Unlike most other trials in America, jury selection for Joaquin "El Chapo" Guzman is closed to the public. That is because the he is unlike most other criminals in America-worth billions as the world's most powerful drug boss.
On Monday El Chapo appeared in court, dressed in a blue blazer and looking more like a country club member than a kingpin.
The buttoned-up court facility was quite a security scene.
Federal agents have placed an electronic threat detector on the sidewalk by the front door and anyone entering the courthouse must pass through two metal detectors.
Just to get El Chapo from the federal lockup in Manhattan to the courthouse in Brooklyn takes a small army.
The drug lord is said to be locked inside a security capsule; which is fixed to the floor of an armored vehicle; protected inside by a team of officers with automatic weapons; and escorted in a commando-style convoy capable of repelling an attack.
In an effort to prevent an assault on the caravan and risk another Chapo escape, authorities are closing the Brooklyn Bridge while delivering him to court.
"Transportation is part of the big vulnerability" said former FBI agent Brad Garrett, now an ABC News security consultant. "It may look like overkill but I think they're doing it for a very good valid reason" Garrett said.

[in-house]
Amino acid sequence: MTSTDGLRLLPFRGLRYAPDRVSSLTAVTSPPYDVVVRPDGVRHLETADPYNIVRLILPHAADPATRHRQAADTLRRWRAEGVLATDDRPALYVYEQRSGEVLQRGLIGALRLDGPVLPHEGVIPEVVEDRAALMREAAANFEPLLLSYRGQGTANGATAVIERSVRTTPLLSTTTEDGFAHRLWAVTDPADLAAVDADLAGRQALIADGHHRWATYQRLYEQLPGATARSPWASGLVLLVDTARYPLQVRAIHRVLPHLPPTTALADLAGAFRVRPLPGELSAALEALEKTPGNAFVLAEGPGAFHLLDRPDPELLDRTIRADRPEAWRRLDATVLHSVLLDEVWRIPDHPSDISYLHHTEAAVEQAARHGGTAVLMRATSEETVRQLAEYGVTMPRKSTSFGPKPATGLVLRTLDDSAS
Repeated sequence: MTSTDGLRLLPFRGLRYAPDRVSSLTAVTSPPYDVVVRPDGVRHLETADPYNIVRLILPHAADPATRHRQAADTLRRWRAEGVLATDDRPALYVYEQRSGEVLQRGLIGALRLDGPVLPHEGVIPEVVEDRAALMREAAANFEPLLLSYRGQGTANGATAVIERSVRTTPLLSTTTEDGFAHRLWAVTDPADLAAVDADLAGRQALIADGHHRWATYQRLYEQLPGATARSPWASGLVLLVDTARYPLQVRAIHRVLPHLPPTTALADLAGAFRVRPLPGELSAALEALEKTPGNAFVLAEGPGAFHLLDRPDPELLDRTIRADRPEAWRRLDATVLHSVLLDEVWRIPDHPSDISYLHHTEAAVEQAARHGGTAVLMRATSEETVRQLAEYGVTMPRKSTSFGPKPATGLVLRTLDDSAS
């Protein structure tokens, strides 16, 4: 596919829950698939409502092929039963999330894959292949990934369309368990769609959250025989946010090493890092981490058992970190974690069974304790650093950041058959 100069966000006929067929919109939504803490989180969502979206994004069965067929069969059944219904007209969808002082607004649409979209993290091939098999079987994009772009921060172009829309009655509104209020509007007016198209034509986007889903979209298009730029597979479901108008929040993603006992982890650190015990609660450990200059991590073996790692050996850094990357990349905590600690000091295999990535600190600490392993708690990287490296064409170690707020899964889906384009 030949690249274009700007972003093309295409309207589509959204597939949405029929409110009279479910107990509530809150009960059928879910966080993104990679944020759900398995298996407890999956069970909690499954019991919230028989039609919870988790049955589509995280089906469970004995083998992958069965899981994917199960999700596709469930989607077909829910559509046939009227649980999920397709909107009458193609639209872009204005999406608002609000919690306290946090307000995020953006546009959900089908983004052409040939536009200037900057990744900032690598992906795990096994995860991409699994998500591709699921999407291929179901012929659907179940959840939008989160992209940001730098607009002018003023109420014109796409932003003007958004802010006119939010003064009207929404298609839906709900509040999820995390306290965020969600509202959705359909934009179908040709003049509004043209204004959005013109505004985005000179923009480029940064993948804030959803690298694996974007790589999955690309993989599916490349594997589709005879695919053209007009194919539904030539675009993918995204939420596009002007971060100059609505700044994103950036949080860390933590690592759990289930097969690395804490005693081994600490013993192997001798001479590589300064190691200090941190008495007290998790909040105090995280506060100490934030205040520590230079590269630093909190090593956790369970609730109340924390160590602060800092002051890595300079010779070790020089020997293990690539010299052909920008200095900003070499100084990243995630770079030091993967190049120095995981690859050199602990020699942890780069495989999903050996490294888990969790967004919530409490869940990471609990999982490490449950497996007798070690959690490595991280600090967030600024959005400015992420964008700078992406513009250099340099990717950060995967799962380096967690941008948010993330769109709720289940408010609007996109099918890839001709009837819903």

El Chapo has been held in solitary confinement for 15 months, a situation that his attorney said is playing mind games on the cartel boss.
"His mental state has deteriorated, not just his memory but his affect, the way he understands things" said Eduardo Balarez, El Chapo's lawyer. "He is not the man he was when I first met him."
Investigators say the billionaire drug cartel boss is responsible for the deaths of several thousand people during his career...and they plan to use evidence of several dozen murders in the drug trafficking prosecution.
Among the expected witnesses: twin brothers from Chicago's Little Village neighborhood. Monday on Eyewitness News at 10pm, the I-Team looks into who they are, what they know and how the undercurrent of the El Chapo case runs from Illinois to New York.
"From day one the government's case will be geared toward telling a tale of the most notorious the most productive the most fearsome narcos in the history of the world" said former Chicago federal prosecutor Gil Soffer, now ABC7's legal analyst. "That's with this case is going to be about" Soffer said.
The beginning of the end for El Chapo was exactly a decade ago this week. Also Monday night at 10pm, we will hear from the Chicago federal prosecutor who was in the room and at the table when those crucial decisions were made that would eventually land El Chapo at the bar of American justice.
Curtain rises on El Chapo jury selection amid extraordinary security
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